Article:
White Peak Marathon

It takes a certain level of friendly camaraderie, or stupidity to book yourself onto a marathon. But after a successful couple of reccy runs where I’d upped my mileage, I felt confident enough to go it alone and book myself onto the little known White Peak Marathon organised by Matlock Athletics Club. I came across it listed on the Fabian running website and after researching the route I found that it follows a number of trails between Thorpe and Cromford located between Ashbourne, Buxton and Matlock.

White Peak Marathon

The trails played up to their reputation being white and dusty but because of their previous application as railway tracks, the route kindly lacked any harsh elevations. There were just a couple of long gradual hills to contend with, making some deceivingly not flat bits extra taxing on my legs.

Non-Circular Marathon

Interestingly the route isn’t a circular loop, it is made up of two half marathon sections. The first 7km attributed to the majority of the 198m elevation gain. It then mainly levelled out for a long relentless stomp along Tissington trail until you reach the halfway point at Parsley Hay where you make an about turn and set off on the second half.

White Peaks Marathon Route

The second half of the route is also run on the same day as a half marathon, known as the swift half because the last mile and a half are downhill so it makes for good times and P.B.’s. The commemoration mug actually dons the phrase ‘Fancy a swift half’ so next year I might opt in for the half rather than the full.

In preparation for the marathon, I purchased a new training book, two weeks before the gun would sound, called ‘build your running body’. I set to reading the introductory chapters immediately and eventually came across the training schedules, as it happens there is one specifically for marathons. My only problem was it was an 8-week program and by this point, I had 10 days left to train. I opted to loosely follow the last week of the training program in final preparation for the race.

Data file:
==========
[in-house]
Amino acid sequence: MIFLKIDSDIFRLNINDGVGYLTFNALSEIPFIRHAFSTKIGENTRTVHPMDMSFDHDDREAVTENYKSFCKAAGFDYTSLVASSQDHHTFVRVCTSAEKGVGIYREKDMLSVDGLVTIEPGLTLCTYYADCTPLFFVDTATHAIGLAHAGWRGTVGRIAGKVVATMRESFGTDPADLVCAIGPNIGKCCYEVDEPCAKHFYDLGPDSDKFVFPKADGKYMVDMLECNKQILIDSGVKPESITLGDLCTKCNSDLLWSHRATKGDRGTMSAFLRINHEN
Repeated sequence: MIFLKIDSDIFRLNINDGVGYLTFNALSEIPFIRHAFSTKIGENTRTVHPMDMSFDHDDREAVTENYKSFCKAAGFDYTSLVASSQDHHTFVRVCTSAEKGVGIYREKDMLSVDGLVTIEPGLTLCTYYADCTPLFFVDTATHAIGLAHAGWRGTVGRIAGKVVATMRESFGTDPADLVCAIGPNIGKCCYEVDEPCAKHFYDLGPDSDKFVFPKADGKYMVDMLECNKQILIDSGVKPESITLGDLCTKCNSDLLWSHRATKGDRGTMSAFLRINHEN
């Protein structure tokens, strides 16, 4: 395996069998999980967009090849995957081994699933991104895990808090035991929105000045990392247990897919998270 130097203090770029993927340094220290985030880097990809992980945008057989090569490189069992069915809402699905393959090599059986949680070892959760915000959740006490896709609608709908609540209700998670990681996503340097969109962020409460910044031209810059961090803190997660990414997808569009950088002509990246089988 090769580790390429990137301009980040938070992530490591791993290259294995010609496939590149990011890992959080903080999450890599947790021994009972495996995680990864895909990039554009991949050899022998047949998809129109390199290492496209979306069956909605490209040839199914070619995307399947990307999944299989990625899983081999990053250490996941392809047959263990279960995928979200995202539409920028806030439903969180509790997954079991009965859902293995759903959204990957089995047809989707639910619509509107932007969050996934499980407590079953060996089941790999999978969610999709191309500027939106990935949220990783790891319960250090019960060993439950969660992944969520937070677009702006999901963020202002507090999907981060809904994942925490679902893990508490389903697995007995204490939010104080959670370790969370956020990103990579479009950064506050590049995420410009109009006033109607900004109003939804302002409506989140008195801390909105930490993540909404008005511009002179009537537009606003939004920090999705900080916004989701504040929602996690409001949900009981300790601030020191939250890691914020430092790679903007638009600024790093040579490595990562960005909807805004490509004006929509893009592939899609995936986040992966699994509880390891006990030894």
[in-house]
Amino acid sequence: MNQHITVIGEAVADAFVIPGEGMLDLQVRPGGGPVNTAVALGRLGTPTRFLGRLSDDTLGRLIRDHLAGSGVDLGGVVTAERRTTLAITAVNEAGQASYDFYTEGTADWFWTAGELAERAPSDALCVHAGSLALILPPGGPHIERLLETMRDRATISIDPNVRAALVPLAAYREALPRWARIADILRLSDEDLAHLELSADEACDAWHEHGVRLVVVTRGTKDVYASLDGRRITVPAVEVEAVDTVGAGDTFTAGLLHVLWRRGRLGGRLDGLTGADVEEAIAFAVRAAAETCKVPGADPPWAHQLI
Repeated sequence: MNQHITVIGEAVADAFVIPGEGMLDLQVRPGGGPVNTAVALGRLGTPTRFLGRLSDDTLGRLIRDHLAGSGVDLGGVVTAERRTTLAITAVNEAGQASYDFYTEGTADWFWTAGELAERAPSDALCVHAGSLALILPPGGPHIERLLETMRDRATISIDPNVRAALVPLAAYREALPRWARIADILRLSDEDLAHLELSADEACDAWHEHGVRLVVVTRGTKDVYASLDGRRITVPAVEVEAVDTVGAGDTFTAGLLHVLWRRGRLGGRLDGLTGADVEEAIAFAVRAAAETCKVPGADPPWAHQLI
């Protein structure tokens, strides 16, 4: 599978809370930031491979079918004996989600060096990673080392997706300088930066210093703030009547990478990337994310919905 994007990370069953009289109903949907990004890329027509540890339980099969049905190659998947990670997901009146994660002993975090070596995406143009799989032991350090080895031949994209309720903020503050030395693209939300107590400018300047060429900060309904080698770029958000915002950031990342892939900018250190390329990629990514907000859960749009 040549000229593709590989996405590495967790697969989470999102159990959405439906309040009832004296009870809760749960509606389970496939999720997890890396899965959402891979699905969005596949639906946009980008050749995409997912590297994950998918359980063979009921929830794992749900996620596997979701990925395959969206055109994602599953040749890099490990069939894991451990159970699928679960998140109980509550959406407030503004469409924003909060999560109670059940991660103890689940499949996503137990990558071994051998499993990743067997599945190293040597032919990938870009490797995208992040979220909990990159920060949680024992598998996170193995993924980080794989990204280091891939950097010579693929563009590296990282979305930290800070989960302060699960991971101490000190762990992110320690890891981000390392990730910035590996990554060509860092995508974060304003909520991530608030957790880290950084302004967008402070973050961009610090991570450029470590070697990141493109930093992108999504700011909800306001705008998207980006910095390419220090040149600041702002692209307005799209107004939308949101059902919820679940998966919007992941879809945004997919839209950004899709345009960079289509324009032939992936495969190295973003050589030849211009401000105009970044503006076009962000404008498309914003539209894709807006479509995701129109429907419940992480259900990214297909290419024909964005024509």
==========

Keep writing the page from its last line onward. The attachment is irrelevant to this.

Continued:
Struck Down By Injury

I stopped training for the final 3 days leading up to the marathon after experiencing an excruciating pain in the ball of my right foot. I researched what the cause could be and concluded I was experiencing a bout of metatarsalgia. A condition where the nerves surrounding your metatarsal, affecting your 3rd or 4th toe become inflamed, usually from overtraining.

It was touch and go for the final few days if I was even going to be fit to run the race. I was hobbling around the place and convinced I was going to be forced to pull out. In a last-ditch attempt to resurrect the situation I’d read that a supportive insole in my running shoes could offer some relief. I set out to Front Runner running shop on Sharrowvale to see if they had in-soles and they very kindly directed my attention to Outside in Hathersage as having the best local selection of insoles. Sole insoles fitted and I headed to the pub for a couple of pints to settle my pre-marathon nerves and stuff my face with some food to fuel up for the task ahead.

Fuel for the Marathon

Next day and I was at the start line feeling well stocked with 6 running gels, a bag of flapjack, a bag of jelly babies, two 175ml bottles filled with electrolyte juice, a stash of Compeeds plasters and some pains killers in the event of an absolute disaster. Controversially I’d also opted to bring and wear headphones so I could put some tunes on as I certainly didn’t want to get bored whilst running for 4+ hours and end up focusing on the heat and certain pain.

For my first Marathon I’d given myself a pretty loose race plan, due to the length of the thing. I sort out some pre-race day advice where I was recommended to run negative splits. I had a target time of 4 hours and anything around 4 hours was going to be a huge success!

Running Negative Splits

So I set a basic target pace of 5:55/km for the first half and a pace of 5:15/km for the second half. Luckily the heat didn’t deter my enthusiasm, I was feeling really strong during the first half and I ended up pushing the pace and running 5:07/km splits.

Running-the-White-Peak-Marathon

Smashing My Marathon Target

This pace surely couldn’t continue as I headed for 28 km plus and pushed past the furthest distance I’d ever ran before. POW, 30km came and I really hit the wall. My splits crept upwards for the second half. But I still managed to run 5:26/km splits for the second half and I’d managed to shave my finish time down to 3:41:56. I am absolutely ecstatic with my time for my first marathon and majorly impressed with finishing 37th out of 140 runners.

Tim-Slack-Finishing-White-Peak-Marathon

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